The lighted outline of a car has a similar effect to the curves of a beautiful female body. It is particularly beguiling when the lighting is just right. The outline of this Carrera 3.2 Coupé built in 1984 has a light turquoise hue, from the front bumper to the door sills and rear bumper, and from the A-pillar to the rain gutter and the large serving-tray spoiler of the 231 hp G-model. Clearly distinct from the dark blue base colour, the shade is repeated not only in the spokes of the Fuchsfelgen wheels, but also in the fully leather-upholstered interior. An effect that is impressive today as it was back then.
For Tilman Brodbeck, who at 74 is as lithe, slim and fit as the air-cooled Porsche, this reunion comes after 33 years apart. This was his company car from early 1984 until summer 1985. At that time he was executive assistant to the then Porsche CEO Peter W. Schutz. The Swabian is a Porsche veteran, having started as a body tester at Weissach in 1970 and then spending ten years in Porsche’s development centre. As an aerodynamic expert he designed the “Bürzel” ducktail rear spoiler for the Carrera RS 2.7, and also the front spoiler of the 911. This was required because the front always became too light at a certain speed, which allowed the notorious Ford Capris to overtake on the corners when racing. In addition to his aerodynamic brainwaves, Brodbeck had a second passion: He customised his cars at a time when upgrading was in its infancy, and not just at Porsche.
Although the company had opened a new department to handle special requests in Zuffenhausen in 1978, it took until 1986 before the worldwide demand for bespoke ranges led to the establishment of Porsche Exclusive – today known as Porsche Exclusive Manufaktur. But it was unheard of in 1980 when Brodbeck leased a 911 Turbo 3.3 at a reduced employee rate of 1,000 marks per month. He had it resprayed in the then revolutionary looking colour of pearl white metallic.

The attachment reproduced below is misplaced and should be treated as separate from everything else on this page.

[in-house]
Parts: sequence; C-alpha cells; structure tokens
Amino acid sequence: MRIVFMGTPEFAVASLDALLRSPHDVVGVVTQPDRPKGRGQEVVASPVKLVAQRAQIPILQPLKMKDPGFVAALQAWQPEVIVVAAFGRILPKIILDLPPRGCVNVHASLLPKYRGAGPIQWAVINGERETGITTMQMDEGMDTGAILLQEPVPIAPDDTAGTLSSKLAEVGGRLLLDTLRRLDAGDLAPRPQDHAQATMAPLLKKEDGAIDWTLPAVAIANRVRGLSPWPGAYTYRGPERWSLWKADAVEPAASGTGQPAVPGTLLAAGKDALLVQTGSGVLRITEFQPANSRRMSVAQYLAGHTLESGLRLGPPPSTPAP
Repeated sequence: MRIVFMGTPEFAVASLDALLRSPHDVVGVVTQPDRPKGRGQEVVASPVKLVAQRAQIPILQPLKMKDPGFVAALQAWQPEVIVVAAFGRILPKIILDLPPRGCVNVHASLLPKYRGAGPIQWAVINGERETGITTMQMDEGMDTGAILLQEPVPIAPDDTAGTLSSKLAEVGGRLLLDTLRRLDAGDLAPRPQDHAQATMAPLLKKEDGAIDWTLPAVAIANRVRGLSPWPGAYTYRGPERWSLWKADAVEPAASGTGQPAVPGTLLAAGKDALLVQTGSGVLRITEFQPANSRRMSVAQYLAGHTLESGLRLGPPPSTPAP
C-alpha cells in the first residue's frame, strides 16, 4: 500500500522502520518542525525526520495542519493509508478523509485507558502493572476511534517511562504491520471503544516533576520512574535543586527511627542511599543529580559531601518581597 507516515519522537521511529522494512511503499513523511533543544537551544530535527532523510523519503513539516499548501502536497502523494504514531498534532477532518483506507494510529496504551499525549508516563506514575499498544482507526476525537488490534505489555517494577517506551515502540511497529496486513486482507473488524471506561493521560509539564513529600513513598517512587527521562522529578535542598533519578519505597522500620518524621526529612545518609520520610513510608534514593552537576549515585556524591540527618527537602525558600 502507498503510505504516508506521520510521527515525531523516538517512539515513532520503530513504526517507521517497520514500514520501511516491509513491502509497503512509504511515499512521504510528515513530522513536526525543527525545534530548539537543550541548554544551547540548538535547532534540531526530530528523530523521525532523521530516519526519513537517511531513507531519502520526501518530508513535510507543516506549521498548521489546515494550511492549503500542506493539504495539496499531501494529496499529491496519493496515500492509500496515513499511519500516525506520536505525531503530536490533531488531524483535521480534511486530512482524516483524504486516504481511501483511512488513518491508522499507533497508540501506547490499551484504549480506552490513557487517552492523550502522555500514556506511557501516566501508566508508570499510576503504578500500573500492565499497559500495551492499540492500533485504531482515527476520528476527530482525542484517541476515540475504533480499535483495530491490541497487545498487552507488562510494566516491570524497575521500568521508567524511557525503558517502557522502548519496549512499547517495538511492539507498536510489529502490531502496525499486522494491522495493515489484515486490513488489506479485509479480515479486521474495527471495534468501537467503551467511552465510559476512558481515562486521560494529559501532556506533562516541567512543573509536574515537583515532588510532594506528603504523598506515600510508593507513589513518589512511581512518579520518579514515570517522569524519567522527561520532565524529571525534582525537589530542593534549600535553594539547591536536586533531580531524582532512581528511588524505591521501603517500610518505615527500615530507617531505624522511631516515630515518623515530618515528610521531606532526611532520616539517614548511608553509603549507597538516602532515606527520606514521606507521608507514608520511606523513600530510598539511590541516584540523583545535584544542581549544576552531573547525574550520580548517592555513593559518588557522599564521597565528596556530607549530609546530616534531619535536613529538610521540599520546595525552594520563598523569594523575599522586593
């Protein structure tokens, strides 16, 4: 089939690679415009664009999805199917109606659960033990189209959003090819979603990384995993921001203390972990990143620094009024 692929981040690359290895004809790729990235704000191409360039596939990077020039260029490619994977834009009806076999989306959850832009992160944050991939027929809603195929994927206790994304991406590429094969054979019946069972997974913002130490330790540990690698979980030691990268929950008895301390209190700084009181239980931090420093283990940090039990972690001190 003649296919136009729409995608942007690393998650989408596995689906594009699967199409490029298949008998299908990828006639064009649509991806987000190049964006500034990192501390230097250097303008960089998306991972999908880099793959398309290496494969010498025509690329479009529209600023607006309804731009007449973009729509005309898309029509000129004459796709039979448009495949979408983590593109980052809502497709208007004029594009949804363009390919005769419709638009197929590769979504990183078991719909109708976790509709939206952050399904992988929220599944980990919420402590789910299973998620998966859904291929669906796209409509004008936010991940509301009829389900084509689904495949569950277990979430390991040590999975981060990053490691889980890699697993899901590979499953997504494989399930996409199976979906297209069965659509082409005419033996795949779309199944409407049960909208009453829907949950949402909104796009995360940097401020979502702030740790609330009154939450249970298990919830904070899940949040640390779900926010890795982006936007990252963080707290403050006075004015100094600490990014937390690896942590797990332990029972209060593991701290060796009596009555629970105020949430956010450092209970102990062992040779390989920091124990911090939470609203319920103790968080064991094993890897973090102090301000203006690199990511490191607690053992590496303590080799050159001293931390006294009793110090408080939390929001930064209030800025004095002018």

When it came to choosing a new and this time “genuine” company car in 1984, “we wanted to do something very special in conjunction with Anatole Lapine’s design studio”, recalls Brodbeck. The idea was to add turquoise to the outline of a 911 Carrera G model painted a dark blue metallic colour. Brodbeck tasked the Ewald Rempfer paint shop in Bietigheim, with which he was familiar, with the unusual job. “After the primer had been applied we took the car off the production line and brought it to the paint shop in a panel van,” Brodbeck recalls. “First the base colour was applied followed by the turquoise finish which we called “Highlight”. Studio engineer Reinhold Schreiber, who also specialised in colours and materials at Porsche Design, was with me in the booth to show the painter exactly where to direct his pistol to apply the turquoise to the outline freehand.”